Challenging the city’s business curfew ordinance that forces establishments in crime hotspots to close at midnight went nowhere for a group of bar and liquor store owners who sought orders to block the ordinance from being enforced, according to the mayor’s office.
The dozen or so alcohol-serving businesses that banded together to fight the ordinance enacted in September 2014, suffered two defeats, one at the New Jersey Division of Alcoholic Beverage Control (ABC) and one at the Appellate Division of the Superior Court.
The latest defeat came on December 11, 2014 when the group sought an emergent court order to halt enforcement of the ordinance from the Appellate Division. The previous attempt to obtain a similar order from the State ABC failed on December 5, 2014. The group filed another application, this time on non-emergent basis, with the appellate division on December 22nd, 2014 seeking to block the ordinance. That application is still pending, according to city officials.
“There is strong evidence that supports that decreasing the hours of alcohol consumption will help lead to the decrease in violent crime in neighborhoods,” Mayor Jose “Joey” Torres said in a statement on Friday. Torres cited Johns Hopkins University research that established a clear link between prevalence of liquor stores in poor neighborhoods and crime.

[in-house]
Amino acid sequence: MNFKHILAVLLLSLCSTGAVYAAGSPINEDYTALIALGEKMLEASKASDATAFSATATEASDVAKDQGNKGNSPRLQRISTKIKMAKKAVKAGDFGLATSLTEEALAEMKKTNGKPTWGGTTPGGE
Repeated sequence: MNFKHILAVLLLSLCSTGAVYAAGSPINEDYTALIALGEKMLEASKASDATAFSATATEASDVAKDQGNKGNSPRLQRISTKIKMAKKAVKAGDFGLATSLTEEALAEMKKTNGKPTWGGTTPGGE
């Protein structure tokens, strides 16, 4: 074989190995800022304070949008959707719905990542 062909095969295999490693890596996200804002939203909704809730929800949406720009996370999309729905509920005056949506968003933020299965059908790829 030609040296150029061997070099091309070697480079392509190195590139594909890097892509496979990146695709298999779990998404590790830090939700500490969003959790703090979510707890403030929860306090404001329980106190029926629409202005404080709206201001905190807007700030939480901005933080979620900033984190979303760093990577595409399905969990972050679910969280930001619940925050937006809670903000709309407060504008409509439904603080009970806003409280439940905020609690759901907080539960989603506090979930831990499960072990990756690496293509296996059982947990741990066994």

The business curfew ordinance doesn’t just single out liquor stores in hotspot locations, but compels all businesses in 12 of the designated high crime locations to cease operation by midnight. 10 of the 31 liquor stores and bars that fall within the designated zones grumbled that they were each losing $5,000 to $8,000 per week in revenue.
Jose Rodriguez, lawyer for the business owners, could not immediately be reached for comments.
Rodriguez’s appeal filed in October 2014 asserted that the city lacked the authority to regulate hours of operations for alcohol-serving establishments differently – one set of rules for hotspot bars and liquor stores and another set for all others.
The city has a total of 194 license scattered throughout the city.
Despite the reduction in hours of operation in crime areas, the permissible hours of operation remains long, Torres’s office said. The 31 alcohol-serving businesses in curfew areas may open from 7 a.m. until 12 a.m. for 17 hours of business. Remainder of the 163 licenses have the ability to open at 7 a.m. and close at 3 a.m. for 20 hours of business.
The city is considering a separate ordinance to close liquor establishments throughout the city at 2 a.m. Council members have been intensely debating the merits of closing all alcohol-serving establishments with a potential vote to take place sometime this year.
“Considering that this is an important quality of life and health issue, I feel compelled to support a vigorous enforcement of the Business Curfew,” Torres said. “By promoting late-night peace and safety, it helps those Patersonians who need it the most.”
Correction: The initial article erroneously stated the business owners suffered three defeat; they’ve only suffered two: an application filed on December 22nd, 2014 to block the ordinance remains pending with the appellate division. [J]